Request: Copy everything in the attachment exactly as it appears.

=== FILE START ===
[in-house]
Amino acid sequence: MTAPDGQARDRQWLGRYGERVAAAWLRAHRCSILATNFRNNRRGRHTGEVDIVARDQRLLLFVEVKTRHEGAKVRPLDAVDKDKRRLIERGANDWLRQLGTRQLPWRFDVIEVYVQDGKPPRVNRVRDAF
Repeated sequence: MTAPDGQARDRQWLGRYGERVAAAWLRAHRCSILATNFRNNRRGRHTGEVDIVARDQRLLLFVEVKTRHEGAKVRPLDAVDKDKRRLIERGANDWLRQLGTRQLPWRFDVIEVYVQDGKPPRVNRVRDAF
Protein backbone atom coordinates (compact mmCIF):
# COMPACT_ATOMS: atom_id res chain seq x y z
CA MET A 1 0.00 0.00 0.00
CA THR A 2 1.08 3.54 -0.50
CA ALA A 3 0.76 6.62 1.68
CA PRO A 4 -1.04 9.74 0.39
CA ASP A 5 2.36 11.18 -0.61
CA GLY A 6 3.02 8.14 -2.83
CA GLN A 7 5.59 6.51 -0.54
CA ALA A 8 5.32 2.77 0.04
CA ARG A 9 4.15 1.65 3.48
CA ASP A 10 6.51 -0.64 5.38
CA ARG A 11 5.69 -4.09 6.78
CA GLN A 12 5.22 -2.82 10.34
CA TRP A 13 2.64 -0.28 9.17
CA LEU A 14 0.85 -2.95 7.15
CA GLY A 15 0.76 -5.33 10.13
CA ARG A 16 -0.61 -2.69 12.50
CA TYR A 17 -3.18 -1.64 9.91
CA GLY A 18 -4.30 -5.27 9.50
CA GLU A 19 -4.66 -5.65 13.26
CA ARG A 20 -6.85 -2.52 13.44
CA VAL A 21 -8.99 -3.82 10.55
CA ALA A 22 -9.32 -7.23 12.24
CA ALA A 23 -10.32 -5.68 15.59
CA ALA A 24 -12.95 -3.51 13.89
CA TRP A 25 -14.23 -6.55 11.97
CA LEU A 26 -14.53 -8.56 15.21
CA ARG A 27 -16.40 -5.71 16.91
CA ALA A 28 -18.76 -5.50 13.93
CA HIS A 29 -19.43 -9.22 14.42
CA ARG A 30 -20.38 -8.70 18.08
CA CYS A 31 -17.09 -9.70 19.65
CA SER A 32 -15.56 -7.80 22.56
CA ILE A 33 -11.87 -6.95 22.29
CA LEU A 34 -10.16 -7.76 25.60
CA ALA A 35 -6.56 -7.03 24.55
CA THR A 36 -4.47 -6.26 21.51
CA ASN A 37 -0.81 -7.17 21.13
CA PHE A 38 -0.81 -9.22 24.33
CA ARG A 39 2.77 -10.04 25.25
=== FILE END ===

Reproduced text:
[in-house]
Amino acid sequence: MTAPDGQARDRQWLGRYGERVAAAWLRAHRCSILATNFRNNRRGRHTGEVDIVARDQRLLLFVEVKTRHEGAKVRPLDAVDKDKRRLIERGANDWLRQLGTRQLPWRFDVIEVYVQDGKPPRVNRVRDAF
Repeated sequence: MTAPDGQARDRQWLGRYGERVAAAWLRAHRCSILATNFRNNRRGRHTGEVDIVARDQRLLLFVEVKTRHEGAKVRPLDAVDKDKRRLIERGANDWLRQLGTRQLPWRFDVIEVYVQDGKPPRVNRVRDAF
Protein backbone atom coordinates (compact mmCIF):
# COMPACT_ATOMS: atom_id res chain seq x y z
CA MET A 1 0.00 0.00 0.00
CA THR A 2 1.08 3.54 -0.50
CA ALA A 3 0.76 6.62 1.68
CA PRO A 4 -1.04 9.74 0.39
CA ASP A 5 2.36 11.18 -0.61
CA GLY A 6 3.02 8.14 -2.83
CA GLN A 7 5.59 6.51 -0.54
CA ALA A 8 5.32 2.77 0.04
CA ARG A 9 4.15 1.65 3.48
CA ASP A 10 6.51 -0.64 5.38
CA ARG A 11 5.69 -4.09 6.78
CA GLN A 12 5.22 -2.82 10.34
CA TRP A 13 2.64 -0.28 9.17
CA LEU A 14 0.85 -2.95 7.15
CA GLY A 15 0.76 -5.33 10.13
CA ARG A 16 -0.61 -2.69 12.50
CA TYR A 17 -3.18 -1.64 9.91
CA GLY A 18 -4.30 -5.27 9.50
CA GLU A 19 -4.66 -5.65 13.26
CA ARG A 20 -6.85 -2.52 13.44
CA VAL A 21 -8.99 -3.82 10.55
CA ALA A 22 -9.32 -7.23 12.24
CA ALA A 23 -10.32 -5.68 15.59
CA ALA A 24 -12.95 -3.51 13.89
CA TRP A 25 -14.23 -6.55 11.97
CA LEU A 26 -14.53 -8.56 15.21
CA ARG A 27 -16.40 -5.71 16.91
CA ALA A 28 -18.76 -5.50 13.93
CA HIS A 29 -19.43 -9.22 14.42
CA ARG A 30 -20.38 -8.70 18.08
CA CYS A 31 -17.09 -9.70 19.65
CA SER A 32 -15.56 -7.80 22.56
CA ILE A 33 -11.87 -6.95 22.29
CA LEU A 34 -10.16 -7.76 25.60
CA ALA A 35 -6.56 -7.03 24.55
CA THR A 36 -4.47 -6.26 21.51
CA ASN A 37 -0.81 -7.17 21.13
CA PHE A 38 -0.81 -9.22 24.33
CA ARG A 39 2.77 -10.04 25.25